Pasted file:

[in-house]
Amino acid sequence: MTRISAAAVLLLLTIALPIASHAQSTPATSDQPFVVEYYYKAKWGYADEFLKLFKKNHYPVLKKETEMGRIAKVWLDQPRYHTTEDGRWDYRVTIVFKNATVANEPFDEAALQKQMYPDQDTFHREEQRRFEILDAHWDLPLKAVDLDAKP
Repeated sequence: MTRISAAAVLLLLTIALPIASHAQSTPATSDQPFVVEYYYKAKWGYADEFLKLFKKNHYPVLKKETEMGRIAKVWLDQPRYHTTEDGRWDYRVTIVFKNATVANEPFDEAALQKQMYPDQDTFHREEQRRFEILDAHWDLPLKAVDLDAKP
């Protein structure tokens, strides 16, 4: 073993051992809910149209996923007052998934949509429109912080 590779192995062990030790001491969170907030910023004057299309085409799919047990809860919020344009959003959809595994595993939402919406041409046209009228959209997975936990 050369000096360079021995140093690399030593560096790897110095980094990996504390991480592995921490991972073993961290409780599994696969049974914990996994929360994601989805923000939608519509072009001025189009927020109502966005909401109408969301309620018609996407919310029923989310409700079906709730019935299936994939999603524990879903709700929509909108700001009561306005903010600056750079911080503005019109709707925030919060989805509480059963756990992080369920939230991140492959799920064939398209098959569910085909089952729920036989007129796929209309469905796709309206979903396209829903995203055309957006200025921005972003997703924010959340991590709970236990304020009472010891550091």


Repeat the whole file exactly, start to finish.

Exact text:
[in-house]
Amino acid sequence: MTRISAAAVLLLLTIALPIASHAQSTPATSDQPFVVEYYYKAKWGYADEFLKLFKKNHYPVLKKETEMGRIAKVWLDQPRYHTTEDGRWDYRVTIVFKNATVANEPFDEAALQKQMYPDQDTFHREEQRRFEILDAHWDLPLKAVDLDAKP
Repeated sequence: MTRISAAAVLLLLTIALPIASHAQSTPATSDQPFVVEYYYKAKWGYADEFLKLFKKNHYPVLKKETEMGRIAKVWLDQPRYHTTEDGRWDYRVTIVFKNATVANEPFDEAALQKQMYPDQDTFHREEQRRFEILDAHWDLPLKAVDLDAKP
């Protein structure tokens, strides 16, 4: 073993051992809910149209996923007052998934949509429109912080 590779192995062990030790001491969170907030910023004057299309085409799919047990809860919020344009959003959809595994595993939402919406041409046209009228959209997975936990 050369000096360079021995140093690399030593560096790897110095980094990996504390991480592995921490991972073993961290409780599994696969049974914990996994929360994601989805923000939608519509072009001025189009927020109502966005909401109408969301309620018609996407919310029923989310409700079906709730019935299936994939999603524990879903709700929509909108700001009561306005903010600056750079911080503005019109709707925030919060989805509480059963756990992080369920939230991140492959799920064939398209098959569910085909089952729920036989007129796929209309469905796709309206979903396209829903995203055309957006200025921005972003997703924010959340991590709970236990304020009472010891550091």